I tried adding a new ADO.NET Entity Data Model item to a VS 2010 solution, but I got this error message: Error HRESULT E_FAIL has been returned from a call to a COM component. It worked just a few days ago…hmmm…. I had another project open in another VS instance, and I had...
  • Blog Post: Why does your code take so long? Profile it!

    Why does your code take so long to run? How do you improve its performance? When examining code, it’s very difficult to know which piece takes the longest, and thus should be the target of you optimization efforts. For example, you won’t see much benefit from optimizing a part of your...
  • Blog Post: Collect system info for your application's runtime environment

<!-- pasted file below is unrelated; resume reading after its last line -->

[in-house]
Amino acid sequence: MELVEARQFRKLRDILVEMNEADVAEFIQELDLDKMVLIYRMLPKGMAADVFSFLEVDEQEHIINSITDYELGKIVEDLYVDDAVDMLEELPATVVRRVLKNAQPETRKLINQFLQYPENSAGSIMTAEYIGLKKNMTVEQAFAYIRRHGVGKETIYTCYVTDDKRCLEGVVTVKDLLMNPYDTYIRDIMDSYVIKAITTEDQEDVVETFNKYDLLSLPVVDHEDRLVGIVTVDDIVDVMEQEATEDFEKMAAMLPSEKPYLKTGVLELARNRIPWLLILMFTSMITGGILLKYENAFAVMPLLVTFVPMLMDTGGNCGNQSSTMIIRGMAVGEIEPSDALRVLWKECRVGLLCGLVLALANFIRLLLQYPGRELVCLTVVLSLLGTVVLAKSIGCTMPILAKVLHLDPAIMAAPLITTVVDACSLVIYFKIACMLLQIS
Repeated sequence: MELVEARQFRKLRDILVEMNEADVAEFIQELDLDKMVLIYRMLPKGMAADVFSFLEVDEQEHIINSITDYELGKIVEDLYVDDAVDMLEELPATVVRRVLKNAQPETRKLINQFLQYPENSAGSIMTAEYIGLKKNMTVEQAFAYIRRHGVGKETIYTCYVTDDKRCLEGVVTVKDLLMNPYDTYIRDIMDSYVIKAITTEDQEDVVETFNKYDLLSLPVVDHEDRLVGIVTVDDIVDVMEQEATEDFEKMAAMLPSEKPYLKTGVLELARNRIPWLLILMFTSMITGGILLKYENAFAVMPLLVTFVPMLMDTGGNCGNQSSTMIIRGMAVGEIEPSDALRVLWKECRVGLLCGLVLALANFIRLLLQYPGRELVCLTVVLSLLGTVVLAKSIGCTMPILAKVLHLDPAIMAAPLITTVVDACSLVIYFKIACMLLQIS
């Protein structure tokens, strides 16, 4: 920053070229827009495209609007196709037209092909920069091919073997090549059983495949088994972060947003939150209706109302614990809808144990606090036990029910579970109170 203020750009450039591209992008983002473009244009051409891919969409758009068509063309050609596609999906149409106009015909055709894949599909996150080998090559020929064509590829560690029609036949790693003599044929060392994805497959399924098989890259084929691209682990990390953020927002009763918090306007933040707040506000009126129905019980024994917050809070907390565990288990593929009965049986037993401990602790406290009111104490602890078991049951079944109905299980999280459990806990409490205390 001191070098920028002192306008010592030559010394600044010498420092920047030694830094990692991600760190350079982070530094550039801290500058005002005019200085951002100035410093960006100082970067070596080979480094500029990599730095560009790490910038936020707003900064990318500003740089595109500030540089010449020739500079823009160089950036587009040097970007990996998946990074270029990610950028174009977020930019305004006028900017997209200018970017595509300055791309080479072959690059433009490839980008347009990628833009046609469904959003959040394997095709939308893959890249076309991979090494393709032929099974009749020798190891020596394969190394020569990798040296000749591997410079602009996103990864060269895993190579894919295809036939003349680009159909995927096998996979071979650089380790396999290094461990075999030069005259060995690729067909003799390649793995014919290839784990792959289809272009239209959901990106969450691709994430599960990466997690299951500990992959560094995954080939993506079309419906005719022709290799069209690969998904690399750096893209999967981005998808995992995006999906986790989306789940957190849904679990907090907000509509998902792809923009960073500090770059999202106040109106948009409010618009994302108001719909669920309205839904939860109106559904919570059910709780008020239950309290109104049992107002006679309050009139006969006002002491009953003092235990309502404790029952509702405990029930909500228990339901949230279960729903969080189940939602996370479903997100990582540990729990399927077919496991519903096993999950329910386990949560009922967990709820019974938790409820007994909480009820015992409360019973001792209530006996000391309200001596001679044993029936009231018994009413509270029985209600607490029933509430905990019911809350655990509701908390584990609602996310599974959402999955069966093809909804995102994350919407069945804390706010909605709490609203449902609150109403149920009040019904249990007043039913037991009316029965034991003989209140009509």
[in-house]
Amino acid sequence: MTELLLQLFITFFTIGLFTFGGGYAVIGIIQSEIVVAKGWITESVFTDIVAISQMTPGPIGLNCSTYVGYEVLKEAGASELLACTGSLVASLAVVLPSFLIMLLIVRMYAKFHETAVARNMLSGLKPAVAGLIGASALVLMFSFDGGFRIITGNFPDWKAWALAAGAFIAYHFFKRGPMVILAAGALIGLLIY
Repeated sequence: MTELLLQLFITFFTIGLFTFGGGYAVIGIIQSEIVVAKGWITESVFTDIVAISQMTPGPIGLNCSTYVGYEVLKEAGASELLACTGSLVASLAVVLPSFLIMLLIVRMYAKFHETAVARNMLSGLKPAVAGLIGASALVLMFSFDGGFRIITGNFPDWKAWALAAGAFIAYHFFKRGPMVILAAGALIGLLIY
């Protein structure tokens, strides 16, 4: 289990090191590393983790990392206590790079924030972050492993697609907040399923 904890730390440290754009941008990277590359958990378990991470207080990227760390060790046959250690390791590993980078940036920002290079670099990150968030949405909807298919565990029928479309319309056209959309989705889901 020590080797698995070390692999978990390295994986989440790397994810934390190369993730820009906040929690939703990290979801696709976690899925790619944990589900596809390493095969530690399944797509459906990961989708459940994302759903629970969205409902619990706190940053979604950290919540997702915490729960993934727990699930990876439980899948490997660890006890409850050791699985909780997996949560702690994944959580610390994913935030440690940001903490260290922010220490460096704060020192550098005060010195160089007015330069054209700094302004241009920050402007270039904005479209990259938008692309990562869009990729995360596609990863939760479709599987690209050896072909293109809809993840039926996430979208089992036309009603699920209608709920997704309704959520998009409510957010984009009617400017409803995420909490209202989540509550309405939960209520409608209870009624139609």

Often your code gets run on a machine far away and it’s useful to gather some information about that machine automatically, perhaps for error reporting or statistics gathering. This information could include the Operating System version, how much memory, logged in user, etc. There are...
  • Blog Post: Out of memory? Easy ways to increase the memory available to your program

    When you run your VB or C# application, you might get an OutOfMemoryException thrown, even if your machine has lots of memory. Every 32 bit process has a 2^32 bit (4 Gig) address space. That means every pointer has a size of 32 bits (4 bytes) and thus is limited to 4 Billion. That’s...
  • Blog Post: Use Perfmon to analyze your managed memory

    You can learn all sorts of information about your application using Perfmon. You can also inspect various aspects of managed memory. How much time is spent in garbage collection? When managed code runs, memory management is done for you, but at the cost of freezing your application while GC is...
  • Blog Post: Use inline XAML with clr-namespace to create a Styled Treeview